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If the sistem51 were half the price I would get one but $150 is a lot for a plastic watch which looks and feels like a plastic watch. I wonder how they are selling? There is a Swatch outlet near me in Madrid, Spain- maybe some will end up there in six months or a year.

I'm not a Seiko fanatic but I think it's fair to compare Seiko 5's with the sistem51-they are at the same price point. And now that they are putting the hand-winding, hacking 4R36 movement in many of the new Seiko 5's, you're getting a serous automatic watch and you have a ton of styles to choose from. I'm more of an Orient guy myself. I've seen probably at least five video reviews of the Orient Bambino (for example) that say "wow- great watch for the money! feels like a much more expensive watch!" Reviews of the sistem51 have been mixed at best and I don't think anyone would say that you are getting a bargain. A far as collectability, have any Swatches really held their value over the years? I must say, though, that I like that they gave it a long power reserve (80 or 90 hours I think) and that the movement is antimagnetic. Those are cool things. If they put them between $50 and $75, I think every member here would get one and rave about it.
 

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You missed my point. People who buy a Sistem 51 are purposely avoiding a watch that looks or feels like an expensive watch.

That doesn't mean I don't agree that the price is high. But the market will correct that, eventually, if it turns out we are right.

I bought one as a souvenir in Geneva, for about the same money as a nice dinner for two around the corner from where I bought it. The dinner, though good, is now lost to memory, but I still have the watch. We also bought a Zenith and an Ebel while in Switzerland, and the duty we paid on our return, at 3%, was more than we paid for the Swatch. Price is a relative thing.

Rick "who would not buy a Seiko 5 as a souvenir on visiting Tokyo, which says it all" Denney
 
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Discussion Starter · #44 ·
... The Seiko 5 is the watch for the guy who wants to give the impression that he has a nice watch but that still only cost him fifty bucks. ...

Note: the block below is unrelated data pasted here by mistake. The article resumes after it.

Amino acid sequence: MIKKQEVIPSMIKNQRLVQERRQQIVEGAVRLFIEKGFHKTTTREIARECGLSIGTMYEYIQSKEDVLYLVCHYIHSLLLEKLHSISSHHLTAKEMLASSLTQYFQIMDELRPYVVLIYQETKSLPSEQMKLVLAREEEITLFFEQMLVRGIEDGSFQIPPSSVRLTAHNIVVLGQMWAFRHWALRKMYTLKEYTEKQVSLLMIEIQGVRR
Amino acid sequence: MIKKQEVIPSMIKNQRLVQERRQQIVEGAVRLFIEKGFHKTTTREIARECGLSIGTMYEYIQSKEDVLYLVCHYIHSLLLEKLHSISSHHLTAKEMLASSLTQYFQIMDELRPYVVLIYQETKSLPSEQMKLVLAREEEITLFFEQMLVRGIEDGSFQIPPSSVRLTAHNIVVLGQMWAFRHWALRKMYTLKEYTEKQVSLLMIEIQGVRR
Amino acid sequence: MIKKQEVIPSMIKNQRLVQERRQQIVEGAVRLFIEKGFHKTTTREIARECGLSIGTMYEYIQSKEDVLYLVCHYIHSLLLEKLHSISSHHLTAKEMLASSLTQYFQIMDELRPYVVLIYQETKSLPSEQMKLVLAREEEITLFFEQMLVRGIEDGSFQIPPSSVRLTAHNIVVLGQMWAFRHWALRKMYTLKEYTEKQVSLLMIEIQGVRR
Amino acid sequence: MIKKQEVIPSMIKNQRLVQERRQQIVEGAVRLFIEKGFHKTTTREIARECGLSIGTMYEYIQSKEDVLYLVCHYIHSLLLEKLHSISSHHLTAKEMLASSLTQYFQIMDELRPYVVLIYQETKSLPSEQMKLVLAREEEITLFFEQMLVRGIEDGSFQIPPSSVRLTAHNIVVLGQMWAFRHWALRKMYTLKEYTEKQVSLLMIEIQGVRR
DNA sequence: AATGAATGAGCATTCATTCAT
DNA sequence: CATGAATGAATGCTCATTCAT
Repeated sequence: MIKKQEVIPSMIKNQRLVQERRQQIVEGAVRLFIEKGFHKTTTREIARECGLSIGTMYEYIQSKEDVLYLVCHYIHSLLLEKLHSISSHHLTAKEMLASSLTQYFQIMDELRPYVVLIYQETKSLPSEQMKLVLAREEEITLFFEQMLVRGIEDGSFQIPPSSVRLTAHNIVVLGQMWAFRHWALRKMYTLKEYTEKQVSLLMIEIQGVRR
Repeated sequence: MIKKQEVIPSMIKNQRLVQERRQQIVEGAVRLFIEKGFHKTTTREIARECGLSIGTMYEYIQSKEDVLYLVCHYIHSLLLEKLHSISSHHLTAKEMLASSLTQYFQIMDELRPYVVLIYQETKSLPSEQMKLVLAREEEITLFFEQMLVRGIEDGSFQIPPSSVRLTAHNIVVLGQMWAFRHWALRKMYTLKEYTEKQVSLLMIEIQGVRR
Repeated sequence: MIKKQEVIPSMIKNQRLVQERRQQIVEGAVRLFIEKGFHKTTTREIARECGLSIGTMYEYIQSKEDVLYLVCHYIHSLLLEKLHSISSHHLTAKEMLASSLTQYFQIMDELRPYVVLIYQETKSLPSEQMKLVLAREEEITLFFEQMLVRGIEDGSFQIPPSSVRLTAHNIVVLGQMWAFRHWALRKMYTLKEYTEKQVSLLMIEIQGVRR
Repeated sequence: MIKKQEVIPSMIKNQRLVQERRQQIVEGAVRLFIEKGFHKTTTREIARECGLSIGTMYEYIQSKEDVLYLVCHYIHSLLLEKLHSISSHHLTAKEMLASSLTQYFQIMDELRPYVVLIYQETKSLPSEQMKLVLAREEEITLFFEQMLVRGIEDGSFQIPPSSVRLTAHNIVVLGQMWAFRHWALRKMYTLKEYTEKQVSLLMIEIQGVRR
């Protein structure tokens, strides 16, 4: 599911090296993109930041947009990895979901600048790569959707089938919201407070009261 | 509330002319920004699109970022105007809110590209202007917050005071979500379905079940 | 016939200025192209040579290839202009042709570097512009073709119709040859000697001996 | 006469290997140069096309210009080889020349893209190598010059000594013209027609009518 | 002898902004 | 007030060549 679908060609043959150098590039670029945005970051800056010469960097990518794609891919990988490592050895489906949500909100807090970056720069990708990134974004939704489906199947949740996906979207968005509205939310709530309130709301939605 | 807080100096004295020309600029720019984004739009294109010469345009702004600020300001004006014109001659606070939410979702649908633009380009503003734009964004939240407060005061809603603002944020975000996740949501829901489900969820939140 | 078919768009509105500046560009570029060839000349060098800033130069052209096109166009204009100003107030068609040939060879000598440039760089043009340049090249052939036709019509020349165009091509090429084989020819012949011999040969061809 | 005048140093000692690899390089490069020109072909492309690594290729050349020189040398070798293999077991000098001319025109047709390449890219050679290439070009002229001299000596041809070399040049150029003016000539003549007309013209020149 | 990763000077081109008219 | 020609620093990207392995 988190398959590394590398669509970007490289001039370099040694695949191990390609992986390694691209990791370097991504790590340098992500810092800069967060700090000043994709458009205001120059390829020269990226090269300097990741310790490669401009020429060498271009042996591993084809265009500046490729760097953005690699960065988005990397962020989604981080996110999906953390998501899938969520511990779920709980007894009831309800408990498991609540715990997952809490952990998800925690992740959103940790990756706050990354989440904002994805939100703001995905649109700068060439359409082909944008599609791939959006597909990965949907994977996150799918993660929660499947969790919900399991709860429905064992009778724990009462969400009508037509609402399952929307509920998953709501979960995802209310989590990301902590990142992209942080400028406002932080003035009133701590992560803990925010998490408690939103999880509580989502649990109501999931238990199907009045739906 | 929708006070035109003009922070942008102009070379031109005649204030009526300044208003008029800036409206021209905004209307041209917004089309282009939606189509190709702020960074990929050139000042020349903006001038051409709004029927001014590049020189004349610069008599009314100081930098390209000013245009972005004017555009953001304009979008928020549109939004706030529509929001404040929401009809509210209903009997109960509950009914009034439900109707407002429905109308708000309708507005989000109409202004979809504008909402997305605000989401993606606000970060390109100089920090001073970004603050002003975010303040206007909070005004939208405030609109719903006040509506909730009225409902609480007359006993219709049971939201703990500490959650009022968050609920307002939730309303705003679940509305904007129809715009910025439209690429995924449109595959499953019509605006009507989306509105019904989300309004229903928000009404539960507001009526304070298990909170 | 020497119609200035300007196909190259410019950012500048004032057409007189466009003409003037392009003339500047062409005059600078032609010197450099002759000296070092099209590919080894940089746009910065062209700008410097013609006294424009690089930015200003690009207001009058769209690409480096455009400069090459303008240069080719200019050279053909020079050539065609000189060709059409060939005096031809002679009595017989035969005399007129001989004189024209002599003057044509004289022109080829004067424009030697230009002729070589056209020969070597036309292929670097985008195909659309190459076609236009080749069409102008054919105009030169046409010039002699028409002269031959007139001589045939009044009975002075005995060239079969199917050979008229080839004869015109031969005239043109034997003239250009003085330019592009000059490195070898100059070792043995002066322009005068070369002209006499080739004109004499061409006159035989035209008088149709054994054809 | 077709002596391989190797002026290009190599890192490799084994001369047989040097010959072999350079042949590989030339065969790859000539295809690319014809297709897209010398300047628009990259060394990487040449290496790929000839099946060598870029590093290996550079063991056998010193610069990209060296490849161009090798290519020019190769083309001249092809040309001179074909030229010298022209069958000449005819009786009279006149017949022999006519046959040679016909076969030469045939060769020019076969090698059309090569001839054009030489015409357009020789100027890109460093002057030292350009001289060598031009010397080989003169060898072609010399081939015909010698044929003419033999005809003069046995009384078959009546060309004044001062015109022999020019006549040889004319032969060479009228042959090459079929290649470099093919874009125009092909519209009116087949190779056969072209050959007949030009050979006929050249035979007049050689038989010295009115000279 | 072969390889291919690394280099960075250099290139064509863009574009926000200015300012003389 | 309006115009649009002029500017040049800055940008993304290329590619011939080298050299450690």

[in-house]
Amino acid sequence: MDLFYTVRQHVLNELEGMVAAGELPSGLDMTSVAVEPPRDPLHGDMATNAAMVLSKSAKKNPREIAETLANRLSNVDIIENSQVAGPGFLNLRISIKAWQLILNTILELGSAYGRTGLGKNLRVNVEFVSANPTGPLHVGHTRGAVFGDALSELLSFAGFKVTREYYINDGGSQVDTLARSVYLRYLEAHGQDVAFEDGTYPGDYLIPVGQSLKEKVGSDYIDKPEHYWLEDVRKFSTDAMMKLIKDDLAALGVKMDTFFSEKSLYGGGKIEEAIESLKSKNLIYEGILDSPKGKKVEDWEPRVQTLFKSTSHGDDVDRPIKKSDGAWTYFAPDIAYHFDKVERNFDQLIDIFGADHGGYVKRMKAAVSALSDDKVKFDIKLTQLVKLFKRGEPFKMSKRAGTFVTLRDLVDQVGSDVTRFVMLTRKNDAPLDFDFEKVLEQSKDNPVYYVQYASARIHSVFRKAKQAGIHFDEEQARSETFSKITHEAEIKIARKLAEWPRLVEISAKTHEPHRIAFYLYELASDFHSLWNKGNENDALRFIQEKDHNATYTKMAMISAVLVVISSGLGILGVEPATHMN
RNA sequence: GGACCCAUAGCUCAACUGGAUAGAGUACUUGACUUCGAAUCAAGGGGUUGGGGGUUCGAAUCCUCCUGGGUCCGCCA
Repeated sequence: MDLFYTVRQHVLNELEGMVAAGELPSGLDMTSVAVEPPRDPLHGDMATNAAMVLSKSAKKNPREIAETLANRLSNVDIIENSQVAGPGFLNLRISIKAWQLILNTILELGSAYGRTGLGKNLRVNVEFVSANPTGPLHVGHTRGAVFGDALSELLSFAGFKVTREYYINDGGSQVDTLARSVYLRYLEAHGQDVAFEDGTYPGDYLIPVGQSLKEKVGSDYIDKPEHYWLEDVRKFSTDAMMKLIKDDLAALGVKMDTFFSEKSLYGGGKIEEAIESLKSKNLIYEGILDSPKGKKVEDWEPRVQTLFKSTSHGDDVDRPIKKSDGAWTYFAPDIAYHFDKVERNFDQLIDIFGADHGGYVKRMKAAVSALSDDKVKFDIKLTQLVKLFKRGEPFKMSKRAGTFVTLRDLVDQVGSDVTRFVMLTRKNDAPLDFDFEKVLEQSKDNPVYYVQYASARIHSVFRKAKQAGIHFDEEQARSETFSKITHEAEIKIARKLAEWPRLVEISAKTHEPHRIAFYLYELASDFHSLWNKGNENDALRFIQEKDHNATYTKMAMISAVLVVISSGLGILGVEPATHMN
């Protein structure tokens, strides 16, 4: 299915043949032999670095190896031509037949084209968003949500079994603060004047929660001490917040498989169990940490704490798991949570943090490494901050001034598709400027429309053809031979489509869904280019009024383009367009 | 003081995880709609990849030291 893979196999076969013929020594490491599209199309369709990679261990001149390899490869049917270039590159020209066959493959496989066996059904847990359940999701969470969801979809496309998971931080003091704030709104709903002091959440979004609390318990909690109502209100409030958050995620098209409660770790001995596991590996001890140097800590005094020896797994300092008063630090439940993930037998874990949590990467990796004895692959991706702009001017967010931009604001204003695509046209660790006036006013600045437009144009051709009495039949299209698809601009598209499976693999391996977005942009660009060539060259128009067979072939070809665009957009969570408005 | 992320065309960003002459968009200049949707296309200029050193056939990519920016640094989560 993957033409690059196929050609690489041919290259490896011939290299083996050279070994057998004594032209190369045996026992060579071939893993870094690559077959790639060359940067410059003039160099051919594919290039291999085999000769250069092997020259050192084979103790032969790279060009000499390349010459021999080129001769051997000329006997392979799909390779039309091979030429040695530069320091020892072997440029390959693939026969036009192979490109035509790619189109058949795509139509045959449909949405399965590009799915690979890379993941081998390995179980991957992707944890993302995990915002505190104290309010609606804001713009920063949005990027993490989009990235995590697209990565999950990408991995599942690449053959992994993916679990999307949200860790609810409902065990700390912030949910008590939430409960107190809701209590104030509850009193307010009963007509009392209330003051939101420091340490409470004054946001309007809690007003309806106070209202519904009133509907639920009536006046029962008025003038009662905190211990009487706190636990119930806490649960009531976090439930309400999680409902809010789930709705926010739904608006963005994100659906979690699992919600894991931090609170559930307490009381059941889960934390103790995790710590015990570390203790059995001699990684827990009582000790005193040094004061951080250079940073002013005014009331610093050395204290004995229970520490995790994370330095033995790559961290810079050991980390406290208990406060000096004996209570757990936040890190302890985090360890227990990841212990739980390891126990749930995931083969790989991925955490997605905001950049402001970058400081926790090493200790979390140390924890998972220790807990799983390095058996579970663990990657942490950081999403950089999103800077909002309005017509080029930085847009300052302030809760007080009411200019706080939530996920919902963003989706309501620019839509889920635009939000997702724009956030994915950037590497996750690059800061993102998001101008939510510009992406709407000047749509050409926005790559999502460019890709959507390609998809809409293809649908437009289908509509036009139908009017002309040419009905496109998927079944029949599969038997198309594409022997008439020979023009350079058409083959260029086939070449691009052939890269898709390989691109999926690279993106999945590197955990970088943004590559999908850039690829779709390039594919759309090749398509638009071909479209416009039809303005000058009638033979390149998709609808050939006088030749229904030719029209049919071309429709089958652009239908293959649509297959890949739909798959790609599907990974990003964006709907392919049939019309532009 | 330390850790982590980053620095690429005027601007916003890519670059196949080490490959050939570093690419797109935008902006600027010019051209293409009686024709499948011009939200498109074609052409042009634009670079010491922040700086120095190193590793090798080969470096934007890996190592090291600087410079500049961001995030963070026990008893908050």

I agree with your posts but I think this part might give the wrong impression about Seikos or the people who wear them, i.e., that Seiko tries to make poseur watches or that people who buy Seiko 5s are poseurs.

I imagine that Seiko just tries to make watches that they think look nice, and they're inexpensive due to market pressures. If that means they make cheap watches that look similar to more expensive watches, then okay. But there's a big difference between e.g. Seiko and Alpha.

Similarly, somebody wearing a Seiko 5 might just like how it looks and how it was priced, not with the intention of wanting to get a more expensive-looking watch for less money.

I wear my Orient Ray often. That's because I like it, not because I want to appear to be wearing an expensive watch. Some people ask me if I'm wearing a Rolex and it makes me feel uncomfortable to think that people might be getting this impression about it, but I don't think that should make me stop wearing a watch I like. :/
 

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I didn't say Seiko 5 owners are poseurs, and the fragility of many Seiko fans (and even many affordables fans in general) is what makes discussions about them tedious, to be honest.

Nevertheless, we see over and over again side-by-side comparisons of Seiko budget models and more expensive watches with the implied (and not always implied) question: why spend more? If one's purpose is to spend less because he has no answer to that question, then clearly he thinks his watch delivers a better impression than what would be expected for what he spent. That is true no matter the price point.

But Swatch buyers don't care if the watch seems better than its price. That's not at all part of their motivation.

Rick "noting that the 5 is a working-man's watch, while the Swatch is strictly a play watch" Denney
 
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Discussion Starter · #46 · (Edited)
I didn't say Seiko 5 owners are poseurs, and the fragility of many Seiko fans (and even many affordables fans in general) is what makes discussions about them tedious, to be honest.

Nevertheless, we see over and over again side-by-side comparisons of Seiko budget models and more expensive watches with the implied (and not always implied) question: why spend more? If one's purpose is to spend less because he has no answer to that question, then clearly he thinks his watch delivers a better impression than what would be expected for what he spent. That is true no matter the price point.

But Swatch buyers don't care if the watch seems better than its price. That's not at all part of their motivation.